Solar Eclipses-A look into the skies

Solar Eclipses: Mary and Family Viewing the Eclipse Courtesy & © Mary Heers, Photographer
Mary and Family Viewing the Eclipse
Courtesy & © Mary Heers, Photographer

Photo of Her 2013 T-shirt
Courtesy & Copyright Mary Heers, Photographer, T-Shirt image Copyright 2012 Betchart Expeditions Inc. Photo of Her 2013 T-shirt
Courtesy & Copyright Mary Heers, Photographer
T-Shirt image Copyright 2012 Betchart Expeditions Inc.

Photo of Her 2013 T-shirt
Courtesy & Copyright Mary Heers, Photographer, T-Shirt image Copyright 2012 Betchart Expeditions Inc. Photo of Her 2013 T-shirt
Courtesy & Copyright Mary Heers, Photographer
T-Shirt image Copyright 2012 Betchart Expeditions Inc.

When I looked up at the cloudy sky on October 14, I was dismayed. I was so looking forward to watching the partial solar eclipse, predicted to be at its height at 80% in Cache Valley at 10:15. Now the sun was hidden behind heavy clouds. Refusing to give up all hope, I slipped my eclipse glasses into my pocket and headed up a hiking trail on the Wellsville mountains. At 10:10 I stopped on an open ledge, put the glasses on, and looked up into the sky.

I saw nothing but absolute, total black.

I waited a few minutes. I put the glasses back on.

This time I saw the darkness thinning. And behold! A golden croissant appeared in the black sky.

In very slow motion, the moon continued to slide across this glowing crescent, reducing it to a thin golden semi-circle.

It was spellbinding for me because this partial eclipse was so different from the 3 total eclipses I’d already seen. This time my attention was on the big black moon rock sailing slowly across a spot of light. In the past, watching a total eclipse was all about the sun disappearing.

My first eclipse was in 1961. My high school physics teacher had taken us on an all-night bus ride. In the morning, the bus pulled over in an olive grove. I will never forget how the color drained out of the countryside. The birds stopped singing. We felt the chill as the temperature dropped.

My second total eclipse was on a ship in the middle of the Atlantic Ocean. We were on course to intercept the path of totality when it started raining. The shop’s captain gunned the engines and somehow found a bit of open sky. We counted down: 3,2,1, Zero! The sun disappeared and the stars came out. We took off our glasses. We held our breath. And then a tiny spot of hot sun poked out on the the sun’s aurora, and what looked like a giant engagement ring spread across the sky.

My third eclipse was near the Grand Tetons in 2017. This time I was fascinated by the small crescents of sunlight shadows dancing across my shoes.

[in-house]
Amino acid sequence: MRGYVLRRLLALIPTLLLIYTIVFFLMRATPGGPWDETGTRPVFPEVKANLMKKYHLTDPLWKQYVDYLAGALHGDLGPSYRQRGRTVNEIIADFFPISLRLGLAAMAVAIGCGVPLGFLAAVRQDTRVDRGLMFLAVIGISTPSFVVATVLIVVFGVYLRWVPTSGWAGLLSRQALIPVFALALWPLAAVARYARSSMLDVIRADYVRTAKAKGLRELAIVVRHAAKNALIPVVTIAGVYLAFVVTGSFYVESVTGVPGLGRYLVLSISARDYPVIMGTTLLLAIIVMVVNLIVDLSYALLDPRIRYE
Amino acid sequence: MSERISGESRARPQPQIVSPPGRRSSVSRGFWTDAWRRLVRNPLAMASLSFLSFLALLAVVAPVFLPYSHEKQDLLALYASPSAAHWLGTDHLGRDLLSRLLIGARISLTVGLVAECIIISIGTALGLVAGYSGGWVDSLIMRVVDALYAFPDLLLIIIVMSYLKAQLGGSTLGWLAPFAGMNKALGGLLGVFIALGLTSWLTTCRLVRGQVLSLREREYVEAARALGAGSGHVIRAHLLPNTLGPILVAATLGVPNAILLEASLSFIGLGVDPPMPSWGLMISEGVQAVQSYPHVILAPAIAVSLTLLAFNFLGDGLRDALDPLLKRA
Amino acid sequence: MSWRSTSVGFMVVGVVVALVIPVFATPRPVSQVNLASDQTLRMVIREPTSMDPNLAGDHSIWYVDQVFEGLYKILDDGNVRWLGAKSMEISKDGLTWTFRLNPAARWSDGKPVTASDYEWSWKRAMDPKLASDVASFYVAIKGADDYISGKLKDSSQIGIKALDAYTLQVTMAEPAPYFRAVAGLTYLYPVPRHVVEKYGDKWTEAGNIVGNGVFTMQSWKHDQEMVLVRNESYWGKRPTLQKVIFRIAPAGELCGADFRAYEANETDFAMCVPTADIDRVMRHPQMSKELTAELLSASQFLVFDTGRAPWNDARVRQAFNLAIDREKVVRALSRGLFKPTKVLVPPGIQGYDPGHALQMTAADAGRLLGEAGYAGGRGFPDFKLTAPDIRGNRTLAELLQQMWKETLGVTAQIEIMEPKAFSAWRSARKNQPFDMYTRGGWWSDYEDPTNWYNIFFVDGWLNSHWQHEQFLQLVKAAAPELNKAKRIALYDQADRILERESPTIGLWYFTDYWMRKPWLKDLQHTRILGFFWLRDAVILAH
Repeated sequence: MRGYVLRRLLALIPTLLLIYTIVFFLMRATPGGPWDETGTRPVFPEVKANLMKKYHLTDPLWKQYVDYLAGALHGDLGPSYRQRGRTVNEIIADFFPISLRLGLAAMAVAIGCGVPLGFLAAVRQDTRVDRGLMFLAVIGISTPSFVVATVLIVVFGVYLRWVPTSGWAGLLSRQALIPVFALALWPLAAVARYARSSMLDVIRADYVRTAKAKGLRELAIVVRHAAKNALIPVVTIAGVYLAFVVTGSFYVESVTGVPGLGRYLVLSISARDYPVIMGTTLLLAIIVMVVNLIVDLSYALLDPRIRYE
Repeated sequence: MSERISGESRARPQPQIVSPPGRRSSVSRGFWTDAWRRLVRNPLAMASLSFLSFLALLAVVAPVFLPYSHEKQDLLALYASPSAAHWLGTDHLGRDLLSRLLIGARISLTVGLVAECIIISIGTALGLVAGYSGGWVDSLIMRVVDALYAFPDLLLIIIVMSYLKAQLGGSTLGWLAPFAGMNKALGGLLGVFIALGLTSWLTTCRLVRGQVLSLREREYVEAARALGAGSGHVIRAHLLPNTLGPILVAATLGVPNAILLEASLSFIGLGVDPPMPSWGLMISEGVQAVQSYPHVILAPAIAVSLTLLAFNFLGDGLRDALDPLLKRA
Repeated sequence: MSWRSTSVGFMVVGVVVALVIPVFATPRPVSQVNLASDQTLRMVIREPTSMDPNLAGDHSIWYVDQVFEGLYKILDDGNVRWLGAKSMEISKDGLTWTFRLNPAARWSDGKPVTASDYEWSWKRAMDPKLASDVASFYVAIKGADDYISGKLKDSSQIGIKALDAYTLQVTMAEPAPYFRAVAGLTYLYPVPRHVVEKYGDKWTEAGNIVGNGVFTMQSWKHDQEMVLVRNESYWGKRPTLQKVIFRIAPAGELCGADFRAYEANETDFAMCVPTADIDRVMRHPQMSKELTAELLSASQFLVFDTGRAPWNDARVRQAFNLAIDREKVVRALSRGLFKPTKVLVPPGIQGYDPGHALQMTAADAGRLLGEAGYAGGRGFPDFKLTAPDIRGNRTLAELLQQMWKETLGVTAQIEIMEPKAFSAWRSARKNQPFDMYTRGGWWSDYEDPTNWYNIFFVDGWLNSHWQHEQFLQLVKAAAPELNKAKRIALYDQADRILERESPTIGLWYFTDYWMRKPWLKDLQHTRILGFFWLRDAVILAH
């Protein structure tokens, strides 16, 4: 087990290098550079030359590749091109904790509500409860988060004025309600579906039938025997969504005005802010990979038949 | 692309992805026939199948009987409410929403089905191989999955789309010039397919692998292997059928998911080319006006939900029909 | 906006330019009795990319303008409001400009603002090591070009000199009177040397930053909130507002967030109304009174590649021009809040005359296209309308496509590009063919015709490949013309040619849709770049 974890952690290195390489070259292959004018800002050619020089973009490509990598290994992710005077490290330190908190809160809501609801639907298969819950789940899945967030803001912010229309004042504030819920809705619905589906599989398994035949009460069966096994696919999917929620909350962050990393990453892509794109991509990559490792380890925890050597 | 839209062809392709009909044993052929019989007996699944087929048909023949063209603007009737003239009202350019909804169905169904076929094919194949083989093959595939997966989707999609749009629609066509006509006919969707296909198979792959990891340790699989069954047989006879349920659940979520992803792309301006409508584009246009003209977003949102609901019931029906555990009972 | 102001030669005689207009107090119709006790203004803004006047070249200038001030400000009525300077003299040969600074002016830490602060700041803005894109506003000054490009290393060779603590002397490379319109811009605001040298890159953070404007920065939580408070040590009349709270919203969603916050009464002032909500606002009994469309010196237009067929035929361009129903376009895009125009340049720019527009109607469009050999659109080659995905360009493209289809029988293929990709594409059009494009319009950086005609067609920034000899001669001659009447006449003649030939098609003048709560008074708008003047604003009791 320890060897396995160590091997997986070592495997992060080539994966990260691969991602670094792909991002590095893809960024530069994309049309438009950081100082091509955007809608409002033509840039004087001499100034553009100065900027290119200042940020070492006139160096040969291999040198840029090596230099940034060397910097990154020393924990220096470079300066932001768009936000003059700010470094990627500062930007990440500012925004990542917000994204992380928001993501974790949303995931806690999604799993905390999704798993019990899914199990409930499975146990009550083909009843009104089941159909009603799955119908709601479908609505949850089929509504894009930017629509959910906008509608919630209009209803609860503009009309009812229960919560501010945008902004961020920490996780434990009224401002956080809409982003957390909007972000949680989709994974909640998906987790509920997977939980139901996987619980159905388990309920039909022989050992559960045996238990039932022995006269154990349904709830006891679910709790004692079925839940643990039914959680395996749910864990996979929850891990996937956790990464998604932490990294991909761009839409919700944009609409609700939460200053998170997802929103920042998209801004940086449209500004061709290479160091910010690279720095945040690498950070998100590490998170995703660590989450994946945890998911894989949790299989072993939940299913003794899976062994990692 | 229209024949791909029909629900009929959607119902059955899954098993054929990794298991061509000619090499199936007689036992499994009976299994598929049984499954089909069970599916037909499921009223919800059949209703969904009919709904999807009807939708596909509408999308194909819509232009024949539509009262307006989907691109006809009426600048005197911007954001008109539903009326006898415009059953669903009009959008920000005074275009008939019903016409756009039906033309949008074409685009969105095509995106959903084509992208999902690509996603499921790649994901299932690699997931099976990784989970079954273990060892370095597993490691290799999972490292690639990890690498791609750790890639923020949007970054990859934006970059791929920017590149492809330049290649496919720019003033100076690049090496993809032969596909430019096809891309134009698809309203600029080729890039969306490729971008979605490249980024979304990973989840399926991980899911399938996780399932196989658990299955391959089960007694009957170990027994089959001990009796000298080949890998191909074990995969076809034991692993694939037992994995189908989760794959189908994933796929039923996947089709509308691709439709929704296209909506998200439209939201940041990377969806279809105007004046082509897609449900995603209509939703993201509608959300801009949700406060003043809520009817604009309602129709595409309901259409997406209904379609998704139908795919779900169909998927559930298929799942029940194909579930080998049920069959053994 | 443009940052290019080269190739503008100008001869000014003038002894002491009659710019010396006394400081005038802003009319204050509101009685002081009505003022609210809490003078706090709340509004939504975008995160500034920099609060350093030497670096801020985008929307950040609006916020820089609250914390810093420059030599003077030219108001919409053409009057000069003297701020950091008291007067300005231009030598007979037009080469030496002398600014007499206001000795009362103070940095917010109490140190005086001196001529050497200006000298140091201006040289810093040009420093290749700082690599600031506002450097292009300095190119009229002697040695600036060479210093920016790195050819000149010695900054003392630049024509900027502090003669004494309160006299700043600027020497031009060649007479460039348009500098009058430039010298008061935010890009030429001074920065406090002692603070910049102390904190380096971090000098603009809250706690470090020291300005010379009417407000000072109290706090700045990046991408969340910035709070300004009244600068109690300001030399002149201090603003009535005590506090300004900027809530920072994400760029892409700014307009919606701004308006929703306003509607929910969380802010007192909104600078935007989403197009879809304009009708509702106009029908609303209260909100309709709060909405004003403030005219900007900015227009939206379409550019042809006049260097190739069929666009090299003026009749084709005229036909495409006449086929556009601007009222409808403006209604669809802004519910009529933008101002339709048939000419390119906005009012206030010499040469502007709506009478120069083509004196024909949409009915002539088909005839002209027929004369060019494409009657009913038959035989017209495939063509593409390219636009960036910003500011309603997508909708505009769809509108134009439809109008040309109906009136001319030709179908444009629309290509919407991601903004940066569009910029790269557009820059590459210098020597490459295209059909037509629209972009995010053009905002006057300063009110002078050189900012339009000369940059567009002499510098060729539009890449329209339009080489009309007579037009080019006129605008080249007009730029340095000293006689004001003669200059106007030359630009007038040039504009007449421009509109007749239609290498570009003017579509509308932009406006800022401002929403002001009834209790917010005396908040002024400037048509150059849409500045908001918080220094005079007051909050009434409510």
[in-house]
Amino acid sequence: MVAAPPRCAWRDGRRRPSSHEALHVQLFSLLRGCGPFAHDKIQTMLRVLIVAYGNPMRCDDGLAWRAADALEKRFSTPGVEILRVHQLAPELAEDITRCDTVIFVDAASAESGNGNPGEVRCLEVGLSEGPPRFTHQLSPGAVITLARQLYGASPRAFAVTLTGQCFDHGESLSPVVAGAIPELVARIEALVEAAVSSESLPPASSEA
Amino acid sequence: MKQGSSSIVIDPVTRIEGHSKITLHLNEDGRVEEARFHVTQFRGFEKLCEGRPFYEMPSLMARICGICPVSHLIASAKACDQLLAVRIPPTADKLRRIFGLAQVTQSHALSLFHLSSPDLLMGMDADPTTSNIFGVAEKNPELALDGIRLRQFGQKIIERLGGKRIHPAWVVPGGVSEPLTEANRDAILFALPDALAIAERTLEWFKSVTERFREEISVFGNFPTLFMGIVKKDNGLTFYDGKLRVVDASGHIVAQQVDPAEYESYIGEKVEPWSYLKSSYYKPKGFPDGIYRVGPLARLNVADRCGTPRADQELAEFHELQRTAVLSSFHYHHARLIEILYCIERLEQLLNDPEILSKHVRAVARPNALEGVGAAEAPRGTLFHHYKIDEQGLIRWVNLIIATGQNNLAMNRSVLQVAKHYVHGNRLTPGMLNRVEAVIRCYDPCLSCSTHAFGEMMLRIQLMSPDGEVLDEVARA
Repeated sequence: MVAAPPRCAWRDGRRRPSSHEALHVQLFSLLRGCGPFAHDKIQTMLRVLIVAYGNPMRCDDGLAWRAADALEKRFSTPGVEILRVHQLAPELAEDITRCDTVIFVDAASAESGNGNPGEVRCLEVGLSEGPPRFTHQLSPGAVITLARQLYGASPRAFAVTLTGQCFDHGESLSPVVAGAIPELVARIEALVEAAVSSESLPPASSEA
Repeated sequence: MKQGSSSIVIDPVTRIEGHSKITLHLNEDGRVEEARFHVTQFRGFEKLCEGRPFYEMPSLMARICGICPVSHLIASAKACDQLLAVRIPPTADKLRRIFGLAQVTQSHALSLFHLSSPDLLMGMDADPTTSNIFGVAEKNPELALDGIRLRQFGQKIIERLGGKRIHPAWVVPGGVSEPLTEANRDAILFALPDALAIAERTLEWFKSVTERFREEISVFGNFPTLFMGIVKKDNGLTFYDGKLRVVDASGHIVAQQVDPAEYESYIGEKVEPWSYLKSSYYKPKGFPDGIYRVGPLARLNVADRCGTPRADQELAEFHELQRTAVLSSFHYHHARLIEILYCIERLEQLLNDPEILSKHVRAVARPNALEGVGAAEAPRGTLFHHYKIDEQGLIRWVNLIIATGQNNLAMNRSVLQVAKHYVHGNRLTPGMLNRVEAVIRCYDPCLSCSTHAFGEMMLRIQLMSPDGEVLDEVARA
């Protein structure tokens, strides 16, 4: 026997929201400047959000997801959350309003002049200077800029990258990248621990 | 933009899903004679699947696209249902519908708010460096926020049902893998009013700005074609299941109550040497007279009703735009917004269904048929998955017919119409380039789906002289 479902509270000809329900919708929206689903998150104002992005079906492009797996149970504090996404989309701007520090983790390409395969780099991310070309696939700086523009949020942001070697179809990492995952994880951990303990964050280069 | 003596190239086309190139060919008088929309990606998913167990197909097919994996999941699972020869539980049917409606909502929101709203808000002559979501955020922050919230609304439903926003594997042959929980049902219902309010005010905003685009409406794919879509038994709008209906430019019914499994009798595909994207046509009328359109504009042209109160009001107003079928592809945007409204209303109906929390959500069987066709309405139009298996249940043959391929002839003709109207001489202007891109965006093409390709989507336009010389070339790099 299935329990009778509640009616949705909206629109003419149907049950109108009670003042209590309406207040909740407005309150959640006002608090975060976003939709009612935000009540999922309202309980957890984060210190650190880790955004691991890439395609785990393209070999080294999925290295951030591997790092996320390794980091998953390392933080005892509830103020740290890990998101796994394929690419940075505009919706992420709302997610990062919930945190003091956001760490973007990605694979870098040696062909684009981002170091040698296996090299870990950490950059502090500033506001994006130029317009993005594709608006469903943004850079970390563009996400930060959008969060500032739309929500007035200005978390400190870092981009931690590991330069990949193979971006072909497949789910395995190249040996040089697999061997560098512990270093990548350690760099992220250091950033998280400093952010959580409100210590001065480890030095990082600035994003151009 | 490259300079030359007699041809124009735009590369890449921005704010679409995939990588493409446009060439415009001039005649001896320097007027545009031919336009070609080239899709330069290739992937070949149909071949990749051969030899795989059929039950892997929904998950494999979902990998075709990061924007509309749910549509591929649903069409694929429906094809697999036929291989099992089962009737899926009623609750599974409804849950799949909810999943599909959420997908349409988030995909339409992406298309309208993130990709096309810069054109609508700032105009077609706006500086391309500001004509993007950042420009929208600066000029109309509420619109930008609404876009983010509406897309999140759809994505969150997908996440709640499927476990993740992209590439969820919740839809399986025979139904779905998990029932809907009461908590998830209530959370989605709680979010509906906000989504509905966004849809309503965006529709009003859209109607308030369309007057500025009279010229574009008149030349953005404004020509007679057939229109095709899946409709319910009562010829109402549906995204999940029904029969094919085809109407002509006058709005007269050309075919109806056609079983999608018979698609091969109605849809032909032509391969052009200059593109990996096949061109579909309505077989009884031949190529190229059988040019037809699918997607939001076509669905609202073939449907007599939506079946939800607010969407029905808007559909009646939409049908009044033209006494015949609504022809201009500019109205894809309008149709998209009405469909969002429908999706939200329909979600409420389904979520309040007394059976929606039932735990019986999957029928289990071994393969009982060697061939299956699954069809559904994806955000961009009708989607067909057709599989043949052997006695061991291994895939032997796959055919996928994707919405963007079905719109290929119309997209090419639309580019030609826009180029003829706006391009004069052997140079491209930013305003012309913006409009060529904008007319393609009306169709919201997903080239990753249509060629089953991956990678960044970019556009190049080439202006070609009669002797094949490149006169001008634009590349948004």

In ancient times, the temporary extinguishing of the sun caused quite a bit of fear. The Chinese thought a giant dragon was taking bites out of the sun. They beat drums to drive the dragon away. In other countries, warriors shot flaming arrows into the sky to reignite the lost fireball.

We still have much to learn about the moon, the sun, the stars, and beyond. But what I learned this year was that the sun is 400 times the size of the moon. The moon is 390 times closer to the earth. This allows the sun and moon to appear to us to be the about same size. So, when the moon slides between us and the sun, sometimes it covers it completely. But when the moon is at its farthest from the earth, it leaves the fiery edges of the sun exposed – the Ring of Fire.

It’s a math problem with moving parts, but mathematicians can predict exactly when the next total eclipse will be visible in North America.

Set your calendar for April 8, 2024.

This is Mary Heers and I’m Wild About Utah.


Photos: Courtesy & Copyright Mary Heers. T-shirt image © 2012 Betchart Expeditions Inc.
Featured Audio: Courtesy & Copyright © Friend Weller, Utah Public Radio
Text: Mary Heers,
Additional Reading: Lyle Bingham,

Additional Reading

Wild About Utah, Mary Heers’ Postings

“Some Tribes are allowed to view the eclipse while others, like the Navajo and Ute Indian Tribes, do not look at it. This can include reflections (water, mirrors, windows, etc.) or photos.

Please avoid posting videos or photos of the eclipse on social media – some Tribes are forbidden to look at the eclipse, including images and videos…”
2023 Annular Eclipse, San Juan County Economic Visitor Services,

Strand, Holly, Ring of Fire, Wild About Utah, May 17, 2012,

Eclipses, NASA,

2023 Solar Eclipse, NASA,

[Future Eclipses] April 8, 2024, Solar Eclipse, NASA,

2023 Annual Eclipse, Bryce Canyon National Park, National Park Service, US Department of the Interior,

Annular Solar Eclipse, October 14, 2023, Capital Reef National Park, National Park Service, US Department of the Interior,

Atlantic Crossing Total Eclipse 2013, Betchart Expeditions Inc.,
Memorable Images:

Special Annual Event: Perseids Meteor Shower

In this 30-second exposure, a meteor streaks across the sky during the annual Perseid meteor shower, Wednesday, Aug. 11, 2021, as seen from Spruce Knob, West Virginia. Courtesy NASA, Bill Ingalls, Photographer
In this 30-second exposure, a meteor streaks across the sky during the annual Perseid meteor shower, Wednesday, Aug. 11, 2021, as seen from Spruce Knob, West Virginia.
Courtesy NASA, Bill Ingalls, Photographer
The Perseids meteor shower is one of the most popular events of the year for sky watchers. A meteor shower is simply an increase in meteor activity which is produced when the Earth passes through a trail of debris that is also in orbit about the Sun.